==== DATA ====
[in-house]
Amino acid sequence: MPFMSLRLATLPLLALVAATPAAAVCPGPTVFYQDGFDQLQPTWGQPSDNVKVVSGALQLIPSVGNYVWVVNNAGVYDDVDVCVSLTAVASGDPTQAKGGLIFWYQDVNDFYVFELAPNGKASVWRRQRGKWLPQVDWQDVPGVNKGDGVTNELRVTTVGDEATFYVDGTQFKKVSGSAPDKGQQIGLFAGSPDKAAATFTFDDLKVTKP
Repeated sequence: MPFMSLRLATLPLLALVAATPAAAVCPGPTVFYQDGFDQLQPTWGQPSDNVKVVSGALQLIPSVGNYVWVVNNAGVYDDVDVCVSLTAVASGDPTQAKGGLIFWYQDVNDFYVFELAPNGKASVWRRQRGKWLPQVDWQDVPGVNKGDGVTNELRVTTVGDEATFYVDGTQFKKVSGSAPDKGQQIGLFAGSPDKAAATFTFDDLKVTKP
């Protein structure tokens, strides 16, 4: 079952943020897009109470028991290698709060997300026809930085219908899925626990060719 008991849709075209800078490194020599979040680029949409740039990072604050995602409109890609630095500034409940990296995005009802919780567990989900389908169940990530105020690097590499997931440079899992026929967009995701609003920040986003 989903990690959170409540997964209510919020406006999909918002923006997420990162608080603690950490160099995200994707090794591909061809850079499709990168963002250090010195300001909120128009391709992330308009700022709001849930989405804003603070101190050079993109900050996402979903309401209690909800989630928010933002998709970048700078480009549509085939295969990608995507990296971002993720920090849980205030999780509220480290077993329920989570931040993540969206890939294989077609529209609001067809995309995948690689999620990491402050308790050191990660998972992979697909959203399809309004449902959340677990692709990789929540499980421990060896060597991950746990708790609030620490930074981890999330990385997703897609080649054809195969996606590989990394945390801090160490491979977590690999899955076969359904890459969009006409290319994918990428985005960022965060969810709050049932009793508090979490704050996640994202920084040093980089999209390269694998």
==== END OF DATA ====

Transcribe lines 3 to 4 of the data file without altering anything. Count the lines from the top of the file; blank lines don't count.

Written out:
Repeated sequence: MPFMSLRLATLPLLALVAATPAAAVCPGPTVFYQDGFDQLQPTWGQPSDNVKVVSGALQLIPSVGNYVWVVNNAGVYDDVDVCVSLTAVASGDPTQAKGGLIFWYQDVNDFYVFELAPNGKASVWRRQRGKWLPQVDWQDVPGVNKGDGVTNELRVTTVGDEATFYVDGTQFKKVSGSAPDKGQQIGLFAGSPDKAAATFTFDDLKVTKP
């Protein structure tokens, strides 16, 4: 079952943020897009109470028991290698709060997300026809930085219908899925626990060719 008991849709075209800078490194020599979040680029949409740039990072604050995602409109890609630095500034409940990296995005009802919780567990989900389908169940990530105020690097590499997931440079899992026929967009995701609003920040986003 989903990690959170409540997964209510919020406006999909918002923006997420990162608080603690950490160099995200994707090794591909061809850079499709990168963002250090010195300001909120128009391709992330308009700022709001849930989405804003603070101190050079993109900050996402979903309401209690909800989630928010933002998709970048700078480009549509085939295969990608995507990296971002993720920090849980205030999780509220480290077993329920989570931040993540969206890939294989077609529209609001067809995309995948690689999620990491402050308790050191990660998972992979697909959203399809309004449902959340677990692709990789929540499980421990060896060597991950746990708790609030620490930074981890999330990385997703897609080649054809195969996606590989990394945390801090160490491979977590690999899955076969359904890459969009006409290319994918990428985005960022965060969810709050049932009793508090979490704050996640994202920084040093980089999209390269694998």